Carlyle bass in championship form for Illinois High School Association Bass Fishing State finals

Carlyle, Ill. — Bass good to excellent using crankbaits near the rocks.

So said the Carlyle Lake fishing report as of April 12.

Of course, by the time high school anglers hit the lake May 4-5 for the fourth annual Illinois High School Association Bass Fishing State Finals, things could change – including the nearly perfect weather central and southern Illinois has experienced.

As fishing goes, Carlyle, the state’s largest man-made body of water, has been getting rave reviews since last year’s finals, which were postponed more than a month after heavy spring rains caused dangerous high waters and flooding.

This past fall, after conducting a survey on the lake, Dan Stephenson called Carlyle the overall best lake he had ever seen.

“Carlyle Lake had one of the better bass surveys I’ve seen in my 32 years, maybe the best white bass and crappie surveys, a top 10 channel catfish and flathead survey and very good bluegill and even some sauger,” Stephenson,

DNR’s assistant fisheries chief, said. “The several years of high water in the spring have led to excellent spawns and recruitment of all species, it appears. I can’t say enough about Carlyle Lake.”

High school anglers hoping to benefit from such rave reviews of Carlyle must first qualify for the finals. More than 230 teams are scheduled to do so at sectional tournaments on 19 lakes up and down the state on April 20.

A maximum of three teams from each sectional will qualify.

All schools that qualify for the finals will have a practice day on Carlyle Lake May 3.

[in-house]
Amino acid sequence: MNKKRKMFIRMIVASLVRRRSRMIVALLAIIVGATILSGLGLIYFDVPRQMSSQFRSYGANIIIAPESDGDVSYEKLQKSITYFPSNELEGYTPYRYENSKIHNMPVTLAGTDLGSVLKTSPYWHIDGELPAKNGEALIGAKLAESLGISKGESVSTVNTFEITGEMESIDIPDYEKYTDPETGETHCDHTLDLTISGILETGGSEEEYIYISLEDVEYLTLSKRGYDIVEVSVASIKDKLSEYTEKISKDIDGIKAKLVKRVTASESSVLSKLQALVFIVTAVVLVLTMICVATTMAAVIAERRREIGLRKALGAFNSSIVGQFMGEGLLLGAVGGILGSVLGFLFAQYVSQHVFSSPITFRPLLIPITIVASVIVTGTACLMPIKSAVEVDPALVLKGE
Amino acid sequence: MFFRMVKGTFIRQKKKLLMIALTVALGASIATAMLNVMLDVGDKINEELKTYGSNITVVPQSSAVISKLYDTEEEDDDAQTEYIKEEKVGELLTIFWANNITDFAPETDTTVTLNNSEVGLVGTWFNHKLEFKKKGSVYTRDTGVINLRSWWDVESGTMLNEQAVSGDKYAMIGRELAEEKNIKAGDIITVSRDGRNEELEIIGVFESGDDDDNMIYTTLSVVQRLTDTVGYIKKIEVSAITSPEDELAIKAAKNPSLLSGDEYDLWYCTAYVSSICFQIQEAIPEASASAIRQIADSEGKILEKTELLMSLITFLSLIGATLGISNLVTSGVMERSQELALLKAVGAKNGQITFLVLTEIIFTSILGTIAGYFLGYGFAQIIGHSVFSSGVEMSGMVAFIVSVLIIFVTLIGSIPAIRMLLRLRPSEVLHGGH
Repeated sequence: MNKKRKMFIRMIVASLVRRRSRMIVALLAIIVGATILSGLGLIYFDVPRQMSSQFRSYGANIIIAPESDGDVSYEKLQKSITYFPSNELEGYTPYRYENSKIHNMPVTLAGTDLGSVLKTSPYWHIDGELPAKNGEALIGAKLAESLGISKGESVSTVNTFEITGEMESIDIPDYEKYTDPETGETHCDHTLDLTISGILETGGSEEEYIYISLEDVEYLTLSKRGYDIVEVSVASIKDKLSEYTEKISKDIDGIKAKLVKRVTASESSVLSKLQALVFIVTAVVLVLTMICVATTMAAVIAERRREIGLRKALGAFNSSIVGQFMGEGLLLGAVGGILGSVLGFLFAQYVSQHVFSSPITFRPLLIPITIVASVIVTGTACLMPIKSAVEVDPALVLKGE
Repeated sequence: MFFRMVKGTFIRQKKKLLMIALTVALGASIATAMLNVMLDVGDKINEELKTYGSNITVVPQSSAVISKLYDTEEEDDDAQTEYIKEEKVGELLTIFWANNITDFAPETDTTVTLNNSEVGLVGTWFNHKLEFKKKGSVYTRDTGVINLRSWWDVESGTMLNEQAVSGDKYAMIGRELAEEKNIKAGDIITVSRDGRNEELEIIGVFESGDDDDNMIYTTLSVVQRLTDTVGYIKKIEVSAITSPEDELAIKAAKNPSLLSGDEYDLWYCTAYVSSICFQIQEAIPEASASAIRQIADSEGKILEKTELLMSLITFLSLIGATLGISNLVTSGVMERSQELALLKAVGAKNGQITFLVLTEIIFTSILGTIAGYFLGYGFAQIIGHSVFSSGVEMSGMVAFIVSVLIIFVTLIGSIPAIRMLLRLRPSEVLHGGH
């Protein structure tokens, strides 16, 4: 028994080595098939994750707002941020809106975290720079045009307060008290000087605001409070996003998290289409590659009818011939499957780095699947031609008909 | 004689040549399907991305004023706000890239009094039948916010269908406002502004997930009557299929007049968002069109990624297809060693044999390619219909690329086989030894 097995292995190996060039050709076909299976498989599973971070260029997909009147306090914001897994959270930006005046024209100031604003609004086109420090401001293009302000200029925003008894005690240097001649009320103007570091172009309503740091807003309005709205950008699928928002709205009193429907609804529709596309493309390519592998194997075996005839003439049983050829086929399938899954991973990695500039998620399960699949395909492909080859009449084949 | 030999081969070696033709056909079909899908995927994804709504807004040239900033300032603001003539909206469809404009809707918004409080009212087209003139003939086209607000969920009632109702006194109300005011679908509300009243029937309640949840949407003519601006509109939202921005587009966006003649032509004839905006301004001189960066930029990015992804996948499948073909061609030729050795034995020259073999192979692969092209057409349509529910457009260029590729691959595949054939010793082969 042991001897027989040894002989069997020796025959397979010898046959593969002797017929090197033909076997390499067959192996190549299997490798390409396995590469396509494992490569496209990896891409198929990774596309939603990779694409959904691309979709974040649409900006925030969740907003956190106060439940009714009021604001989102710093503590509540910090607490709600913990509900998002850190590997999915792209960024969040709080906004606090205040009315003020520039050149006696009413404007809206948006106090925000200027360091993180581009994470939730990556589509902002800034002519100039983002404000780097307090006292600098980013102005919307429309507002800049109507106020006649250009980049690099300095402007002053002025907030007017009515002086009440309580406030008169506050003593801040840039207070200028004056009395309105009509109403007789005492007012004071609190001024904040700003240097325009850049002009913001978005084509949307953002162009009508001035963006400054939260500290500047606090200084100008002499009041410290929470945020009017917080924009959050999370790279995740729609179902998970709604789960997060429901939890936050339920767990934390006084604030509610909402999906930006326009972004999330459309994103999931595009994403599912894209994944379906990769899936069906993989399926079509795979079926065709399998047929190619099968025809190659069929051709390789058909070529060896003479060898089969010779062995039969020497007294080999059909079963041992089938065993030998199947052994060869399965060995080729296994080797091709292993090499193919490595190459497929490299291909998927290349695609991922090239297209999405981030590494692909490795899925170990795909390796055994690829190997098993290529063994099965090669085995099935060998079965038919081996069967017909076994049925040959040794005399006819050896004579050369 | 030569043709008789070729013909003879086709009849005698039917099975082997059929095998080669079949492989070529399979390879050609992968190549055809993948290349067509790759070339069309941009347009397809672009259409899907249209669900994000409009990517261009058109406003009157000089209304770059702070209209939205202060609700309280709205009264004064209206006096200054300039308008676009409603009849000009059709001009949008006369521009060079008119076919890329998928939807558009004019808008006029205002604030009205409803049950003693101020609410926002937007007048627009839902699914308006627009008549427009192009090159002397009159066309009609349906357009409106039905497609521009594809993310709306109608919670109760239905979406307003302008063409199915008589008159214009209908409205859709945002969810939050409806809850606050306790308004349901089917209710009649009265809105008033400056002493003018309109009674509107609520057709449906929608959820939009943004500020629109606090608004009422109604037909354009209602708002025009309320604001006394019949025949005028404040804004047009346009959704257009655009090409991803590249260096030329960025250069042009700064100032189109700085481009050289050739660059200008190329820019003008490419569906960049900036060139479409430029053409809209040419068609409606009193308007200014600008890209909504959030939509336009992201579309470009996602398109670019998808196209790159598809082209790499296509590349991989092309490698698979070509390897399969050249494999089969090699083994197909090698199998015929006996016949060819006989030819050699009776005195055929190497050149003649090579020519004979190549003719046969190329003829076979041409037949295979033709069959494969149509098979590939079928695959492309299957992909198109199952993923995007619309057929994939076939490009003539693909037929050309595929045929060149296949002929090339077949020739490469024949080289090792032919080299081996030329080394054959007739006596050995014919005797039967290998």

Canton won last year’s state championship, catching 14 pounds, 6 ounces of bass to top second place finisher Farina South Central, which caught 12 pounds, 13 ounces.

Champions in the first two years of the series were Carthage Illini West in 2010 and West Frankfort, which won the inaugural event in 2009.

With the 2009 event, Illinois became the first state in the country to sponsor a prep bass fishing tournament. Other states have since investigated following Illinois’ lead. In fact, the Kentucky High School Athletic Association recently announced that high school bass fishing will be a sanctioned sport activity starting with the 2012-13 school year.

“Not only does it seem like a natural fit, given the number of Kentuckians of all ages who enjoy fishing and the outdoors, but it also allows us to reach one more group of students who may not already participate in an extra-curricular activity and give them a chance to be a part of a team,” KHSAA commissioner Julian Tackett said.

In the 2012 Illinois tournament, teams that make it to the finals at Carlyle will begin fishing at 7 a.m. on May 4, come back to the marina at 3 p.m., and have their first professional-style weigh-in at 3 p.m. The May 5 (Day Two) schedule is the same, with an awards banquet at 4:30 p.m. after the 3 p.m. weigh-in. The weigh-ins will be facilitated by FLW Outdoors at the West Access Marina.

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